In July, 1,700 college, high school, and middle school chemistry educators from across the country attended the American Chemical Society’s 25th Biennial Conference on Chemical Education (BCCE) hosted for the first time at Notre Dame.
“This was the largest BCCE overall, and it was the largest academic conference ever held at Notre Dame,” said Steven Wietstock, conference program chair and associate teaching professor/teaching lab safety coordinator in the Department of Chemistry and Biochemistry at Notre Dame.
Participants presented nearly 1,400 papers and 125 workshops. Topics centered around chemical education research, including information on how students learn and how to apply that to teaching.
The BCCE also featured four plenary sessions with speakers who are renowned in their field. Marcy H. Towns, a professor of chemistry and the director of general chemistry at Purdue University kicked off the event. A long-time chemical educator, Towns received both the ACS Award for Achievement in Research for the Teaching and Learning of Chemistry and the most prestigious award the ACS offers for excellence in teaching.
“This conference represented 50 years of chemical education,” said Wietstock. “We wanted to look back and into the future of our field. Marcy Towns has a long history in the field and the ACS.”
The five-day conference provided teachers the opportunities to network, share and gather new ideas, and learn about what their colleagues are doing in the classroom. Participants presented nearly 1,400 papers and 125 workshops. Topics centered around chemical education research, including information on how students learn and how to apply that to teaching, explained Wietstock.
Penny Snetsinger, who teaches introductory and advanced chemistry at Sacred Heart University in Fairfield, Connecticut, has been attending the conference for 27 years. “I get a lot of great ideas from the symposiums for engaging my students in active learning the classroom,” she said. “I’m the only physical chemist at my college, so I really enjoy talking to other colleagues, too”
Monday morning, participants heard Notre Dame faculty Jennifer Tank, professor of biology; Marya Lieberman, professor of chemistry and biochemistry; Ryan Roeder, professor of aerospace and mechanical engineering; and Paul Bohn, professor of chemical and biomolecular engineering, share how their scientific research impacts communities across the globe.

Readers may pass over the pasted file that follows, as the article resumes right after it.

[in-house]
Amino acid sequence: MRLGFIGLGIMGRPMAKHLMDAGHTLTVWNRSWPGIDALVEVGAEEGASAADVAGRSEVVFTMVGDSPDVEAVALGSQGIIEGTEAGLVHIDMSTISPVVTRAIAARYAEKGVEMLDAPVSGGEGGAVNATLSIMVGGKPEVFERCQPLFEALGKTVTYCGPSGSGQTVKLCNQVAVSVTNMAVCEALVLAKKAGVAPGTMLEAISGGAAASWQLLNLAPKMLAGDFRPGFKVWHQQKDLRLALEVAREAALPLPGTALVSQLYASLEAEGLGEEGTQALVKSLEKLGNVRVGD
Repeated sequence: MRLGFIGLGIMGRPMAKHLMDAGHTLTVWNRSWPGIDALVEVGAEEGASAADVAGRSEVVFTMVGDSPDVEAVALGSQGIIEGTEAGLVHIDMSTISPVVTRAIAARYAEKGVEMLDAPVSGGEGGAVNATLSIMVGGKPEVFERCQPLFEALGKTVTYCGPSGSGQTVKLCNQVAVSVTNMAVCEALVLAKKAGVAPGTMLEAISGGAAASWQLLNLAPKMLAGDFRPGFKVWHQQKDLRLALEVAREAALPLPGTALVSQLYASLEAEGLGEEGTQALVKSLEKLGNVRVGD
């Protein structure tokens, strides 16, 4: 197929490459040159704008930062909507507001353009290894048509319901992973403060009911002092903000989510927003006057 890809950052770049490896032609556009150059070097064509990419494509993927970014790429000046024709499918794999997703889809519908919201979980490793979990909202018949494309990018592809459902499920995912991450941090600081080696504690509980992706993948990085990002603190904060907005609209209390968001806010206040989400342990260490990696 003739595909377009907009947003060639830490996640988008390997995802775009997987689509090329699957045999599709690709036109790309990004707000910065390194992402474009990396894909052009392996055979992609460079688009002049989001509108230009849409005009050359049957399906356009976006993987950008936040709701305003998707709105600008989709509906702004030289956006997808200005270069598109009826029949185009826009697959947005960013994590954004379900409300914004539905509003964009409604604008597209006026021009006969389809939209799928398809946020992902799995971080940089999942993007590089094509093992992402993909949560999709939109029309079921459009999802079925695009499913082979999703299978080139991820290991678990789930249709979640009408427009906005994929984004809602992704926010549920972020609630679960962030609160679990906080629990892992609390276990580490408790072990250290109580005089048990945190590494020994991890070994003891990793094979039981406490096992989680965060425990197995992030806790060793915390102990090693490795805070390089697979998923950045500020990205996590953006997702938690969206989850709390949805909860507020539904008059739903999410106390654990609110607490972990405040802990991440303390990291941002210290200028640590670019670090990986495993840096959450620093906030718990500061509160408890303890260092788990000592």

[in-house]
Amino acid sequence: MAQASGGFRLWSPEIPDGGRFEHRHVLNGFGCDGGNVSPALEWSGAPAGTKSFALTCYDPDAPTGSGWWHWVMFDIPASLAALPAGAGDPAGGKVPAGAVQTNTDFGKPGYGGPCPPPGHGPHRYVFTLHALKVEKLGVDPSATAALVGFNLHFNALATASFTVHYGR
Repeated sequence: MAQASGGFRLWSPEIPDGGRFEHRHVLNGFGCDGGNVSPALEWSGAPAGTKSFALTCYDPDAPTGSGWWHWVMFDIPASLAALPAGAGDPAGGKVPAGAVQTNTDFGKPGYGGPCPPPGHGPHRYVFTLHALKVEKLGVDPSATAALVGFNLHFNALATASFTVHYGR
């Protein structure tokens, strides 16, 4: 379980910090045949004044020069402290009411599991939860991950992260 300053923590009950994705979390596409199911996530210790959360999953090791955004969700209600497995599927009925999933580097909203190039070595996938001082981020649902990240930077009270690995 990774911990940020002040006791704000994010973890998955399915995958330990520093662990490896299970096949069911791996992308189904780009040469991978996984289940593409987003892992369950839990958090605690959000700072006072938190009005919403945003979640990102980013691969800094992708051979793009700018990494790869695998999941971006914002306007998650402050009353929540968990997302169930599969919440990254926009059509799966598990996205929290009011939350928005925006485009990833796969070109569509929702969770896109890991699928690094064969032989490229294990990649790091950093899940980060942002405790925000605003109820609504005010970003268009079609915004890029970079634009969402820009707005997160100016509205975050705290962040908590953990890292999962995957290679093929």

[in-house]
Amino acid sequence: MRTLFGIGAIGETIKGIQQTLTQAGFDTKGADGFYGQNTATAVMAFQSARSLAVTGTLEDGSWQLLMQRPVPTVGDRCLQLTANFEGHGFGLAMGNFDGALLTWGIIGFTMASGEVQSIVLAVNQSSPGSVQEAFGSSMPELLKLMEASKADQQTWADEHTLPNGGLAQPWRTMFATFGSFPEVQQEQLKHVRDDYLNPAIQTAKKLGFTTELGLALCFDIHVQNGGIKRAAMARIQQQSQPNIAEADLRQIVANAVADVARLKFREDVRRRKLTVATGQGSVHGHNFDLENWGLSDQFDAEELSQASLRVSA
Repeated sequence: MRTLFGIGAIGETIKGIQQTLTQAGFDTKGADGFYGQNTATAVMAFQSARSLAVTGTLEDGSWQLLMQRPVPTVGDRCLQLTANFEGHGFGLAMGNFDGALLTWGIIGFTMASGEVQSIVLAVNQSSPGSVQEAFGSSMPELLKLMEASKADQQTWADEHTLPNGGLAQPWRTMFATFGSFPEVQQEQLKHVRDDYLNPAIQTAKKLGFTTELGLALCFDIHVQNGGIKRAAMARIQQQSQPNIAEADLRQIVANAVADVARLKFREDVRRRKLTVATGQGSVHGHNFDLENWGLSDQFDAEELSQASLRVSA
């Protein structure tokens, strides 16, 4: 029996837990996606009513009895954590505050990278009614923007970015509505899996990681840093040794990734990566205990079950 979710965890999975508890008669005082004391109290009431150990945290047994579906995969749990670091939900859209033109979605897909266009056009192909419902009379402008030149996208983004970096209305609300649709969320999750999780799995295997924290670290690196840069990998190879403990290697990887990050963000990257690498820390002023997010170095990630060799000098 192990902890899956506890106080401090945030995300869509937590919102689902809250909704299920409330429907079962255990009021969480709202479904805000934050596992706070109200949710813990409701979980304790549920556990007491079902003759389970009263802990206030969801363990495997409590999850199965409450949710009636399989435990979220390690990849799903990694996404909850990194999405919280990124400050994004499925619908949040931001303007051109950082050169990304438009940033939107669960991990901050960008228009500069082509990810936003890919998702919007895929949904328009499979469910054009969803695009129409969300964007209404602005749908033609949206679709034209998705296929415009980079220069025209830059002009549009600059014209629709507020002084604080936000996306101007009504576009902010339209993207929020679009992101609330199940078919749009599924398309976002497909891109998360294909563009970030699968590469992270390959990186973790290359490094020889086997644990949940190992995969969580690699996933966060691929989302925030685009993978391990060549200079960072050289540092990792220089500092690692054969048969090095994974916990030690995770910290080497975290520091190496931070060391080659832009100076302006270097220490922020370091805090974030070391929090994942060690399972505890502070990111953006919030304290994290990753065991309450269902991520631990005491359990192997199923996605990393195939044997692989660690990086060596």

Conference speaker Dr. Jacob Clark Blickenstaff, a passionate advocate for overcoming socio-economic, ethnic and gender barriers in teaching science to help all students have access to high quality science education, addressed the group on Tuesday morning about challenging binary thinking in education. Dr. Blickenstaff has an unconventional role in promoting science education equity – as a movie critic in “Blick on Flicks,” a regular column in NSTA Reports.
Popular science writer and author Sam Kean, the author of four books, including The Disappearing Spoon, entertained and delighted the crowd with fascinating tales about some of the elements on the periodic table. “Stories always stuck with me,” said Kean. “The periodic table is one of the richest sources of stories out there.”
Denver high school chemistry educator Amy Hanson was thrilled to have the opportunity to hear Kean speak after reading his book The Disappearing Spoon. And as a teacher of introductory chemistry and advanced placement (AP) chemistry, she appreciated the mix of high school and college faculty at the conference. “I like all the new ideas I learn about at the conference,” she explained. “And I also like talking to college educators about what they are teaching students in their classrooms, because that’s where my AP students will be headed soon.”
The planning committee provided opportunities for fun and relaxation, too. In addition to a golf outing and a food truck extravaganza, “Al D. Hyde and the Key Notes,” a band formed by chemical educators, entertained conference participants with their high-energy performance.
Over the years, non-tenure track teaching faculty have become more mainstream in top-flight institutions like Notre Dame, Wietstock explained. “We are all chemical educators who work in the classroom, and we are not doing research,” he said. “This conference is a great opportunity to get to know others doing the same thing and showcase our innovative teaching methods and learn from our colleagues at other institutions.”
Conference participants were drawn to Notre Dame’s central location and its beautiful campus, said Wietstock. “It was also a chance for Notre Dame to show that the University has the capability to and the facilities to host very large academic conferences in the future.”